Seimas approved the National Security Strategy
Press release, 17 January 2017
The Seimas approved the National Security Strategy by 106 votes in favour to none against and 1 abstention. The Strategy defines the key aspects of the national security policy; national security interests of the Republic of Lithuania; threats, risks and risk factors; and the priorities and targets of the national security policy.
The Strategy identifies threats, risks and risk factors that must be given particular attention by institutions ensuring national security. They include conventional military threats posed by the readiness and determination of the Russian Federation to use military force for the achievement of its objectives; deployment and development of Russian military capabilities in the Lithuanian neighbourhood; military activities lacking in transparency and demonstrating Russian military might at the borders of Lithuania and other NATO Member States; undercover military and intelligence operations undertaken by foreign states to potentially make a negative impact on Lithuania’s political system, military capabilities, law enforcement, and social and economic stability, strain the decision-making in NATO and its Member States, put the unity of the EU and NATO to the test, and be used to obtain information classified as state or official secrets; threats to the unity of the Euro-Atlantic community; global and regional instability; terrorism, extremism and radicalisation; information threats; cyber threats; economic and energy dependence; economic vulnerability; and development of unsafe nuclear energy at the Lithuanian borders.
The priorities of the national security policy of the Republic of Lithuania and long- and medium-term tasks under the Strategy are as follows: strengthening of national defence capabilities; reinforcement of NATO’s collective defence; strengthening of NATO crisis management and NATO partnerships; and advancement of solidarity and unity in the EU.
The Strategy envisages a consistent increase in defence spending to at least 2 % of GDP by 2018 at the latest and a further steady rise in defence funding; and an increase in combat power of the armed forces with a particular focus on the land combat capabilities, air surveillance and defence capabilities, development of fire support capabilities, and stockpiling.
The Strategy provides for a mixed model of manning of the Lithuanian armed forces by composing it of professional servicemen, initial mandatory military servicemen and volunteers with a possibility to introduce universal military service at a later stage. The military reserve component will also be increased and strengthened so that it is sufficient, duly trained and equipped to meet the national defence needs.
Lithuania undertakes to maintain high readiness units to immediately react to conventional military threats and counter local armed incidents and state border violations, which, by their very nature, do not amount to acts of aggression; to develop mobilisation capacity, which meets the needs of national and collective defence, and the host nation support capabilities and infrastructure that would enable rapid and smooth deployment and operation of the allied forces in Lithuania.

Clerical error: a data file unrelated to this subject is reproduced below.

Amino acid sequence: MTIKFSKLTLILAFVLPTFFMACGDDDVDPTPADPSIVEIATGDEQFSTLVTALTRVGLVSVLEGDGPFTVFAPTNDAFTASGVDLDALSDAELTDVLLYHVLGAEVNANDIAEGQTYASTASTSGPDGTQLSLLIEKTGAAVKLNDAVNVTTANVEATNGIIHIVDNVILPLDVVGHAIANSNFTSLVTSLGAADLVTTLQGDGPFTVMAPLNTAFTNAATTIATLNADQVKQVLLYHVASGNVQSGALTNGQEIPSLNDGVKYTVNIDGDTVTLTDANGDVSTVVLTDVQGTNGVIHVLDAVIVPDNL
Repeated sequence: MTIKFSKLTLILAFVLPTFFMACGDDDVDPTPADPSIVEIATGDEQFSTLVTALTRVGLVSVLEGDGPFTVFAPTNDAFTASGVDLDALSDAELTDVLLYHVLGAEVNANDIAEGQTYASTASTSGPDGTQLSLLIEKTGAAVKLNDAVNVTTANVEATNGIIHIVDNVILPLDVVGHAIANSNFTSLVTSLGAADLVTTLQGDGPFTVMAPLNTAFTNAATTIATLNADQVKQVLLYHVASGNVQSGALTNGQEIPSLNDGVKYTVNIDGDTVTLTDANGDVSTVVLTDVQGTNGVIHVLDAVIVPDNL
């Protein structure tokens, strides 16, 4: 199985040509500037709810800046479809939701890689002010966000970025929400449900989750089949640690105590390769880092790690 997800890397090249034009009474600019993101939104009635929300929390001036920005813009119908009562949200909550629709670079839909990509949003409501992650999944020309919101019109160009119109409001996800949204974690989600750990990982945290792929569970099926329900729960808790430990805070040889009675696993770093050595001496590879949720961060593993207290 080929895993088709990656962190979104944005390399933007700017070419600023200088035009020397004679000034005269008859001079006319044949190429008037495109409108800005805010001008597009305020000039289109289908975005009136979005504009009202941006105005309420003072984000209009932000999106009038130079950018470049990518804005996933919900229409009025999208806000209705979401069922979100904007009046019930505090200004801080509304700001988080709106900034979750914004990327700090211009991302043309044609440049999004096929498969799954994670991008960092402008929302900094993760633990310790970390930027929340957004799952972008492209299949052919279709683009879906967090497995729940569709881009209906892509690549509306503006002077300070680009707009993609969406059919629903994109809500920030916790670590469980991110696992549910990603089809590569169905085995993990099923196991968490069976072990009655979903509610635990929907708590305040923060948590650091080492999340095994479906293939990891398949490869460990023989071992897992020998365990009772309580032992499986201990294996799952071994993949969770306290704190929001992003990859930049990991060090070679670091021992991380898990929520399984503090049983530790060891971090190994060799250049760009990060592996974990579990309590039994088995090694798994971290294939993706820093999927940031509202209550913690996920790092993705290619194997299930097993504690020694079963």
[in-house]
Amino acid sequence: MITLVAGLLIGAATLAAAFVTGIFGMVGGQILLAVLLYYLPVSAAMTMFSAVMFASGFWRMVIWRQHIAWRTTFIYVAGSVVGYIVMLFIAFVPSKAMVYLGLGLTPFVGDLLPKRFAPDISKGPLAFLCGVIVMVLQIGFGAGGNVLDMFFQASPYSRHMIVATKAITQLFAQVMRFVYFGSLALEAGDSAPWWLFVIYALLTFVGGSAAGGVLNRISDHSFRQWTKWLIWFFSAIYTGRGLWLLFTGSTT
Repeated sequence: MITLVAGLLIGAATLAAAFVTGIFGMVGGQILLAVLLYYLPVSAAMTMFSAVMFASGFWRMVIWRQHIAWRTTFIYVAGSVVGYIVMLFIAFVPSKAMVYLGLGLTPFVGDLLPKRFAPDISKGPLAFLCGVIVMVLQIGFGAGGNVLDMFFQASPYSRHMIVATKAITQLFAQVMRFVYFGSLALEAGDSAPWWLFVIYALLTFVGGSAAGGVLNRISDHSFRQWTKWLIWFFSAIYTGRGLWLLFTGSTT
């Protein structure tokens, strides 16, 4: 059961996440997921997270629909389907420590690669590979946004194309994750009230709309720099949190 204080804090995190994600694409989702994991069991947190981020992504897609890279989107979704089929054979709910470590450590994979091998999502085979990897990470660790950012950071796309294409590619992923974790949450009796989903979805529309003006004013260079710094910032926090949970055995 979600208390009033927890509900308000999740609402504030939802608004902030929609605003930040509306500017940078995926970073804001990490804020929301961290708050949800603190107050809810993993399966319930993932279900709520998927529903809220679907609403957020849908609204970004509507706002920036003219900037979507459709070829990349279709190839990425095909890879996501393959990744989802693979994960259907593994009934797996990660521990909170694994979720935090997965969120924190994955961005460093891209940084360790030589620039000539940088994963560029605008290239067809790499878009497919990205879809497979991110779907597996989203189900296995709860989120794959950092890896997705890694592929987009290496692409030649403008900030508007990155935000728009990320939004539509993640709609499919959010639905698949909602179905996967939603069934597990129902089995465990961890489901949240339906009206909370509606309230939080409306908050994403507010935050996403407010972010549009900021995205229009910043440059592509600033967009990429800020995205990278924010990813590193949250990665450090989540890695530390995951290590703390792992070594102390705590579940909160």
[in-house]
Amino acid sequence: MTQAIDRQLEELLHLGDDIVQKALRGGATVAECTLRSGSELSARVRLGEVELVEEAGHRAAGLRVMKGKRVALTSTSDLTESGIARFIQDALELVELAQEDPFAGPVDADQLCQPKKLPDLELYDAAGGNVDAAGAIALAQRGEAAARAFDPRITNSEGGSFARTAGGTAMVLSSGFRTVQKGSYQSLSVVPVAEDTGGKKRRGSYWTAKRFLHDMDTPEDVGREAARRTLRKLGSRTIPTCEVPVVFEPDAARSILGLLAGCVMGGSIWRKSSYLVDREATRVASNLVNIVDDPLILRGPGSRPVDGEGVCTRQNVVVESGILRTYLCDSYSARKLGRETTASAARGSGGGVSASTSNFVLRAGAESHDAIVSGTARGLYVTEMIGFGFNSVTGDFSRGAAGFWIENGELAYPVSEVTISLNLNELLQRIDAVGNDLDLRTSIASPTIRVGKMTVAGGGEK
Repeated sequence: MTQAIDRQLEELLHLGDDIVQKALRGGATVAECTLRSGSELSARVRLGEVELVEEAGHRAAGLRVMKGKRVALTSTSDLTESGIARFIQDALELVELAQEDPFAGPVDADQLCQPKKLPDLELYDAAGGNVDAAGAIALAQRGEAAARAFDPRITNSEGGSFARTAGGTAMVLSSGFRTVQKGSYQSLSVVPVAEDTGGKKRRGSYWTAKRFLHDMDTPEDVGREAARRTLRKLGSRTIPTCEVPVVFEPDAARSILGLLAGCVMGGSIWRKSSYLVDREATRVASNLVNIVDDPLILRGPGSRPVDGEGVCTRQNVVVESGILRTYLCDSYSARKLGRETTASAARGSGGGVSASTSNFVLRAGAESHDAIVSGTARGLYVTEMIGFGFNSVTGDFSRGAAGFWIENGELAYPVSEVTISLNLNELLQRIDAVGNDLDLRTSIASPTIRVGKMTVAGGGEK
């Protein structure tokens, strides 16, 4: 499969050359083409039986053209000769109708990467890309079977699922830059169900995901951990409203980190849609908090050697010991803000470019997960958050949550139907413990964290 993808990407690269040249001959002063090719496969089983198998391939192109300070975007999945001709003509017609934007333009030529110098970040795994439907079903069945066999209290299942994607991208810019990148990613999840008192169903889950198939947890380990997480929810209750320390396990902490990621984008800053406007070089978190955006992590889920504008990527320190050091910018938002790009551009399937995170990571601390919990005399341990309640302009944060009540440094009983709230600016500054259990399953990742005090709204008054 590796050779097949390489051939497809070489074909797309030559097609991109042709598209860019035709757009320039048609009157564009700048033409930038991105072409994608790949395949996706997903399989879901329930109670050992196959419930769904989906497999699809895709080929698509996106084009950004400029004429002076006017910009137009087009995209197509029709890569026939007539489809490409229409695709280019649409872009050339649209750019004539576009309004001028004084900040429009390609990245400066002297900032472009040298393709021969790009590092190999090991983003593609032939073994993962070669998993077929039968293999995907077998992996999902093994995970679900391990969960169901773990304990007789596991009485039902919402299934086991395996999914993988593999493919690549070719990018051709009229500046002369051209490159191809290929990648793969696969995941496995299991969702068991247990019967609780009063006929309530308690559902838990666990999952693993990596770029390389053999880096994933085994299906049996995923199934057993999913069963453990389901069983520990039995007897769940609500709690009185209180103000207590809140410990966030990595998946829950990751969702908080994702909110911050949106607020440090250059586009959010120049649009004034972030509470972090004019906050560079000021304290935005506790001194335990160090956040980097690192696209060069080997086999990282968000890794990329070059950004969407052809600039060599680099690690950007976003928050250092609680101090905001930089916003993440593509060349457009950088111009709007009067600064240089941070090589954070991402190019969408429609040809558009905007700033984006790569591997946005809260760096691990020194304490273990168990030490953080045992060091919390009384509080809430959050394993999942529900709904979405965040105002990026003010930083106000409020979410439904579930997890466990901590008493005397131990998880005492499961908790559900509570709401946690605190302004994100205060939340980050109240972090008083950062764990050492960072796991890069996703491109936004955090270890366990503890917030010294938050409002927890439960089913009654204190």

In the Strategy, Lithuania undertakes to contribute to the reinforcement of NATO’s collective defence capabilities with a special focus on NATO’s rapid reaction force; to support the preparation and regular updating of NATO’s defence plans; to participate in strengthening NATO’s readiness to respond to hybrid threats; to contribute to the development of NATO’s capabilities to counter challenges in the areas of energy, cyber and information security; to strengthen NATO’s deterrence policy based on conventional instruments and nuclear facilities; to promote and support NATO’s decisions on the long-term substantial presence of NATO’s military contingent in Lithuania and the Baltic region for ensuring credible deterrence, including the deployment of the Allied forces, early deployment of weapons and equipment, and regular exercises.
Lithuania also undertakes to support NATO’s efforts to strengthen security and stability in the regions neighbouring NATO; to continue supporting the NATO enlargement and partnerships policy, EU–NATO strategic partnership and organisational complementarity, and stronger transatlantic relations; to contribute to NATO military and civilian capabilities enabling to effectively manage and carry out cross-border operations as well as to building of capabilities for development and training of local forces.
The Strategy establishes that the Republic of Lithuania views its national security as safeguarding of interests of national security. Lithuania pursues an open, transparent and non-confrontational security policy. Lithuania does not consider any state to be its adversary.
The vital interests of Lithuania’s national security are the following: sovereignty, territorial integrity, democratic constitutional order, civil society, respect for and protection of human and civil rights and freedoms, as well as peace and prosperity in the country.
The primary interests of national security are the interests a failure to defend which would eventually result in violation of Lithuania’s vital interests: viability and unity of NATO and the EU, security of all members of the Euro-Atlantic community, solidarity, democracy and prosperity; security, stability, dissemination of democracy and European values across the Eastern neighbourhood of Lithuania; sustainability of national development: economic, energy, environmental, informational, cyber and social security.
Saulė Eglė Trembo, Chief Specialist, Press Office, Information and Communication Department, tel. +370 5 239 6203, e-mail: [email protected]